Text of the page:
5. NirSoft’s password recovery tools
Nir Sofer has contributed a wealth of great applications to the Windows world, but his Lifetime Achievement award for free software could be granted on his password utilities alone. Need to share your network password, but haven’t actually typed it in forever and a day? Network Password Recovery to the rescue. Need to unlock an Outlook PST file? Hit up PstPassword. Nir’s got you covered for email clients, IM apps, and, for every other app in your system that you can only see asteriks for, Asterisk Logger. Use them with the light side of the geek Force, and you’ll own Nir a beer after he saves your unlucky day.
With good reason, this tiny, powerful little app has remained our readers’ favourite Windows maintenance tool. With a few clicks, it guns through your web browser remains, Recycle Bin, temporary system files, registry, and unnecessary application left-behinds, clearing them out and, in some cases, freeing up at least a DivX movie’s worth of space. It also offers a startup program analyzer and disabling tool, and can be run on a schedule for that light, regular crap-free feeling (ew, but good, right?)
Windows Task Manager isn’t a bad tool, necessarily, but it only gives you a layman’s view of what’s eating up memory or pulling serious CPU cycles. Process Explorer expands on the vagueries of “rundll” or “svchost” with a double-click, links background services to applications, and points to the folders they come from. You might not need it all the time, but when you’re rooting around and trying to free up system memory, it’s like a finely-tuned metal detector.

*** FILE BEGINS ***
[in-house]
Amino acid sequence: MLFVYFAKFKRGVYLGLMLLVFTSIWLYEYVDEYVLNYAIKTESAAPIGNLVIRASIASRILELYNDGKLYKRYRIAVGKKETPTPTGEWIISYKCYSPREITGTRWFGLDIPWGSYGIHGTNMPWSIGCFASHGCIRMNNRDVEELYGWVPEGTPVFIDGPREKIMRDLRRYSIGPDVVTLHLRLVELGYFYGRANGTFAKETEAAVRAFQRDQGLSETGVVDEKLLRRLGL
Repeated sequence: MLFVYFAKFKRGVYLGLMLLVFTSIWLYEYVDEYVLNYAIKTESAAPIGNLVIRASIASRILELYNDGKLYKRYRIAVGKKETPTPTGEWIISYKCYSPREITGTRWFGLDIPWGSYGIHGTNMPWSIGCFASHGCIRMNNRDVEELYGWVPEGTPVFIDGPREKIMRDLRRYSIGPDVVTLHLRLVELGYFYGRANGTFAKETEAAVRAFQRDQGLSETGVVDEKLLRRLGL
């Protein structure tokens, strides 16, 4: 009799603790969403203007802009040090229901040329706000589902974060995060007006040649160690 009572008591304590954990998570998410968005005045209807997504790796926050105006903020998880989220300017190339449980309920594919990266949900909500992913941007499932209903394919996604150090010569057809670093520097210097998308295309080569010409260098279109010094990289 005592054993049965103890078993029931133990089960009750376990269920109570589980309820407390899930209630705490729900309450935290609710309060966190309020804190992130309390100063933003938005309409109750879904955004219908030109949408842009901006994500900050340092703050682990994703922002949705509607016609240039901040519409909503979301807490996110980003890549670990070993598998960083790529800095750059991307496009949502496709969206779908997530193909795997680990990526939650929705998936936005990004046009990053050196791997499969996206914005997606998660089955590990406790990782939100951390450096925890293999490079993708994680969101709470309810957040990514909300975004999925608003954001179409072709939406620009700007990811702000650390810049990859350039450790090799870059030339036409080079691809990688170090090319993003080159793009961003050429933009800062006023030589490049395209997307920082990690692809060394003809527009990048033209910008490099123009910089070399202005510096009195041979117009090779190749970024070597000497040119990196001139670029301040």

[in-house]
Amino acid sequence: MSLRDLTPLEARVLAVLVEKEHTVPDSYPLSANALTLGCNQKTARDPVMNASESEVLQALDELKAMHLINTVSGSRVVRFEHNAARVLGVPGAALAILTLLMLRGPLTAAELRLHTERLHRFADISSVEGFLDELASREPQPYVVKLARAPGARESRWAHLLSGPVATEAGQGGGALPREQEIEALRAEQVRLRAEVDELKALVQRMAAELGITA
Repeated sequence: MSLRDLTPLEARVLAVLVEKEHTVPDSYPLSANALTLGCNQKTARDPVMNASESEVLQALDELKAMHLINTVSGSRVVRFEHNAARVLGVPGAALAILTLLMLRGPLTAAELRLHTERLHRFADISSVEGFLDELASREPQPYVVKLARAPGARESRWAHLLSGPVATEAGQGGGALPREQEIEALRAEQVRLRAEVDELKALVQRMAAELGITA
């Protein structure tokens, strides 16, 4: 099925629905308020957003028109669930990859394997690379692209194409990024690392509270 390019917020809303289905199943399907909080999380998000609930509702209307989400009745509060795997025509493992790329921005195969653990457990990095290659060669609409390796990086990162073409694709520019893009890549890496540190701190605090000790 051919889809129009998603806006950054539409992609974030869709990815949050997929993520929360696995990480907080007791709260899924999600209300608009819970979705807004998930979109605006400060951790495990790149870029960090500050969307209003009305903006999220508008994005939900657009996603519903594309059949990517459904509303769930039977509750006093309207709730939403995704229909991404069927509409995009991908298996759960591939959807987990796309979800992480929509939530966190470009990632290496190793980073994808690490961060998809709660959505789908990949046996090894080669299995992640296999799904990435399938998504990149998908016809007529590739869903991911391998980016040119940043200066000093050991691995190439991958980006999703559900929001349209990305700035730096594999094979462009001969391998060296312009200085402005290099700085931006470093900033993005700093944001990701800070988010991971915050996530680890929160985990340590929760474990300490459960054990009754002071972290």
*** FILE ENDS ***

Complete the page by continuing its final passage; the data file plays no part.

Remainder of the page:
2. Replacements for built-in Windows utilities
There are a lot of good reasons to keep on rockin’ Windows XP, but some of the built-in utilities can feel a bit, well, dated—and that goes for a good number of Vista tools, tool. Notepads without tabs? A Paint app that can’t really resize or undo more than one action? Skip the headaches and work-arounds and run down our list of power replacements for built-in Windows utilities, almost all of which are tiny litle buggers that do their work a whole lot better than Windows’ own stuff. This editor, for instance, tries not to think about what file copying was like before TeraCopy came along—or, if he does, tries to keep himself calm about that 4GB transfer that failed out for no reason, overnight.
If you feel like you’ve heard this one before without really knowing why, you probably saw it listed as the best calendar application, or listed as one of the tools used to create a Featured Desktop. This customizable little guy gives you a floating, tiny, yet informative calendar on your desktop, along with a to-do list. It integrates with Outlook, Google Calendar, and most other iCal-supporting scheduling systems. The full app with offline Outlook, GCal and shared calendar support costs €10, but could totally be worth the price for anyone who doesn’t like to have to open a browser, or flip up Outlook, just to see what’s going on Monday.
As we’ve learned from reading our comments over many years (collectively, at least), any Windows power-user has their own stash of little helpers that can move the rock down the road. Which teensy-weensy little apps get past the velvet rope to your system tray, or into your must-install list? Share your links and the reasons why they win in the comments.